The 2014 issue of the Credit Suisse Global Investment Returns Yearbook, has an interesting section on emerging markets https://publications.credit-suisse.com/ ... B5D14A7818 Dimson, Marsh and Staunton create an emerging market index back to 1900 (using GDP per capita as the annual sort metric to classify whether a country is developed or emerging). Here are some extracts/key findings:
On construction of the index:
- For the 23 countries in the Dimson, Marsh and Staunton (DMS) database in 1900, seven would have been deemed emerging markets [using the GDP per capita criteria] – China, Finland, Japan, Portugal, Russia, South Africa, and Spain. Three are still emerging today – 114 years later – namely China, Russia, South Africa.
Countries beyond the DMS database were also added when data became available. Other markets included were Brazil and India since 1955; Korea and Hong Kong since 1963 (the latter moved to developed in 1977); Singapore since 1966 (until it moved to developed in 1980); Malaysia since 1970; Argentina, Chile, Greece, Mexico, Thailand, and Zimbabwe since 1978; Jordan since 1978; Colombia, Pakistan, Philippines and Taiwan since 1985; and Turkey since 1987, and the MSCI Index was used since 1988.
- Outperformed developed markets 1900 to 1917
Hit by October 1917 Revolution in Russia when investors in Russian stocks lost everything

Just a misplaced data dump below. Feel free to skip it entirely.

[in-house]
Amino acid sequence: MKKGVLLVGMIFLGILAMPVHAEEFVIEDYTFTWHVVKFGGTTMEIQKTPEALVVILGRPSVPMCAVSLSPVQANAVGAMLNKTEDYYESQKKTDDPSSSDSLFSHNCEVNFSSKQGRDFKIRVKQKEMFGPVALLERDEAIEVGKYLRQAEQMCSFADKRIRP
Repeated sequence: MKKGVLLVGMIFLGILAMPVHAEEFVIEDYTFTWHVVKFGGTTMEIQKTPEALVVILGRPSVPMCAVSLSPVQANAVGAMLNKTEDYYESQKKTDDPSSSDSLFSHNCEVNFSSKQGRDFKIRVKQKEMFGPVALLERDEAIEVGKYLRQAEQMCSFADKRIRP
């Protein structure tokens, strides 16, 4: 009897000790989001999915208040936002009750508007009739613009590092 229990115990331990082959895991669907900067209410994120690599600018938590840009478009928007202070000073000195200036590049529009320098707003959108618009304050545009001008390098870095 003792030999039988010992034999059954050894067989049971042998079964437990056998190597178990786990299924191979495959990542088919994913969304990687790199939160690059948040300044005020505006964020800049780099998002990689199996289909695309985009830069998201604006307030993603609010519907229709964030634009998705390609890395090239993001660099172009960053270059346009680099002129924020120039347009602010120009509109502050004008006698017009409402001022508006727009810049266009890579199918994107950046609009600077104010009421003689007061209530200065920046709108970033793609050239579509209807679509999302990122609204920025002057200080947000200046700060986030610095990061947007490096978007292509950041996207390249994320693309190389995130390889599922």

Returned less than developed markets from early 1920s to 1929 peak, but also declined by less during Great Depression.
Matched developed market returns from mid 1930s to mid-1940s
Collapsed in 1945-1949. Largest contributor was Japan equities that lost almost 98% of their market value in US dollar terms. Markets in China closed in 1949 following the communist victory, and where investors in Chinese equities effectively lost everything. Other markets such as Spain and South Africa also performed very poorly in the immediate aftermath of World War II. [Just to note the DMS index only included 6 countries over this period – China, Japan, Portugal, Russia, South Africa, Spain; Finland moved to developed in 1932).
From 1950 to 2013 emerging markets staged a long fight back, albeit with periodic setbacks. Highest frequency of crises was in 1980s and 1990s – on average, in these two decades, emerging countries averaged more than 3 times more crises per country than developed countries.
From 2000-2010 the annualized returns on MSCI EM index was 10.9% versus just 1.3% for developed markets.
Emerging markets underperformed developed markets over 1900-2013 period, but outperformed since 1950
- Annualized return (%)
Emerging markets equities = 7.4%
Developed market equities = 8.3%
Emerging markets equities = 12.5%
Developed markets equities = 10.8%
Since 1950 emerging markets outperformed but since 1900 they underperformed developed markets (the risks that showed up in 5 of the 114 years (1945-1949) where significant enough to lead to underperformance over the full 114 year period.
- Correlations of returns with developed market have increases from around 0.55 (correlation coefficient) in 1980s-1990s to about 0.8 in 2000s, and average volatility of EM country returns has declined.